Crouzon syndrome is a genetic disorder. It is one of many birth defects that results in abnormal fusion between bones in the skull and face. Normally, as an infant’s brain grows, open sutures between the bones allow the skull to develop normally. When sutures fuse too early, the skull grows in the direction of the remaining open sutures. In Crouzon syndrome, bones in the skull and face fuse too early. This results in an abnormally shaped head, face, and teeth.
Crouzon disease is believed to affect 1 in 60,000 people.
Crouzon syndrome is a genetic disorder. It is caused by mutations (abnormal changes) of the FGFR2 (fibroblast growth factor receptor) or less commonly of the FGFR3 genes. These genes help regulate the development of limbs. A mutation in these genes may cause bones in the skull to fuse too early. Researchers continue to learn more about the links between mutations in these genes and the various types of craniosynostosis syndromes they cause.
A risk factor is something that increases your chance of getting a disease or condition. Those most at risk for Crouzon syndrome are children of:
Parents with the disorder
Parents who do not have the disorder, but who carry the gene that causes the disorder.
Fathers at an older age at the time of conception
The main signs and symptoms of Crouzon syndrome include:
Flattened top and back of head
Flattened forehead and temples
Mid-face that is small and located further back in the face than normal
Compression of nasal passages, often
causing reduced airflow through the nose
Large, protruding lower jaw
Misalignment of teeth
High-arched, narrow palate, or cleft palate
Other symptoms and complications that can result from Crouzon syndrome include:
—a test that uses radiation to take a picture of structures inside the body, especially bones
—a test that uses magnetic waves to make pictures of the inside of the body
—a type of x-ray that uses a computer to make pictures of the inside of the body
Genetic testing—tests to confirm mutations in the FGFR2 or FGFR3 gene, which may be used if the clinical findings are not sufficient to make a diagnosis
There is no cure yet for Crouzon syndrome. Because the molecular cause is now known, scientists are exploring ways to block the processes that lead to early fusion of the sutures without affecting other important growth processes. These efforts are currently restricted to experimental animals, but human advances may be on the horizon.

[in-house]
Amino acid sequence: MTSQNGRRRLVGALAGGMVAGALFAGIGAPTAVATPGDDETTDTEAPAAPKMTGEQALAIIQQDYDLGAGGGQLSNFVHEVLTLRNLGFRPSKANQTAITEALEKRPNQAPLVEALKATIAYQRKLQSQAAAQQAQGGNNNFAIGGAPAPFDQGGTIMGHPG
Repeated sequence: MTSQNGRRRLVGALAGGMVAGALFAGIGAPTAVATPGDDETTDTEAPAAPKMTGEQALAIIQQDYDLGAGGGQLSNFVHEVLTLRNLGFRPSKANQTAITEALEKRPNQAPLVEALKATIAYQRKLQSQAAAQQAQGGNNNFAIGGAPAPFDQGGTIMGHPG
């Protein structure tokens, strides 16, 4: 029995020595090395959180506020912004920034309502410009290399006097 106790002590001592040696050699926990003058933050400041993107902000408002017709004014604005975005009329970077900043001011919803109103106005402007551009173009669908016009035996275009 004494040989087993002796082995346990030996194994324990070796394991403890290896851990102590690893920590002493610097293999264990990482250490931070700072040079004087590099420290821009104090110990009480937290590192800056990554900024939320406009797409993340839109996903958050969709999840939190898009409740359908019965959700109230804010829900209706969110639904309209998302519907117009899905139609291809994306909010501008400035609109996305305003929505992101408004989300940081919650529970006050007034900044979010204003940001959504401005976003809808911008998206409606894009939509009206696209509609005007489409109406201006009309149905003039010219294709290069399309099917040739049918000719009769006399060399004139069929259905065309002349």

Currently, many of the symptoms can be treated with surgery. In addition, orthodontic treatment, eye and ear treatment, and supportive treatment are usually needed. Good dental care is also an important aspect of managing the care of children with Crouzon syndrome.
Treatment may include:
There are a number of surgeries used to treat the symptoms of Crouzon syndrome. These include:
Craniectomy involves removal and replacement of portions of the cranial bone. This surgery is done as early as possible after birth to prevent pressure on and damage to the brain and to
maintain a skull shape that is as normal as possible.
Surgery to treat exophthalmos (protrusion of one or both eyeballs). This surgery is done directly on the eye sockets or on the bones surrounding the eye sockets to help minimize exophthalmos.
Surgery to treat protruding lower jaw. This surgery is often very successful in normalizing the appearance of the jaw by removing a portion of the jaw bone.
Surgery to repair a cleft palate.
Braces and other orthodontic treatments are usually necessary to help correct misalignment of teeth.
Eye and Ear Treatment
An ophthalmologist (eye specialist) and otolaryngologist (ear, nose, and throat specialist) should monitor infants and children with Crouzon syndrome. These specialists can check for problems and provide corrective treatment as necessary.
This includes special education for children with a mental deficiency or mental retardation.
There is no known way to prevent Crouzon syndrome. If you have Crouzon syndrome or have a family history of the disorder, you can talk to a genetic counselor when deciding to have children.
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Craniosynostosis syndromes (FGFR-related).
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http://www.genetests.org. Accessed November 2004
Dalben Gda S, Costa B, Gomide MR.
Oral health status of children with syndromic craniosynostosis.
Oral Health Prev Dent
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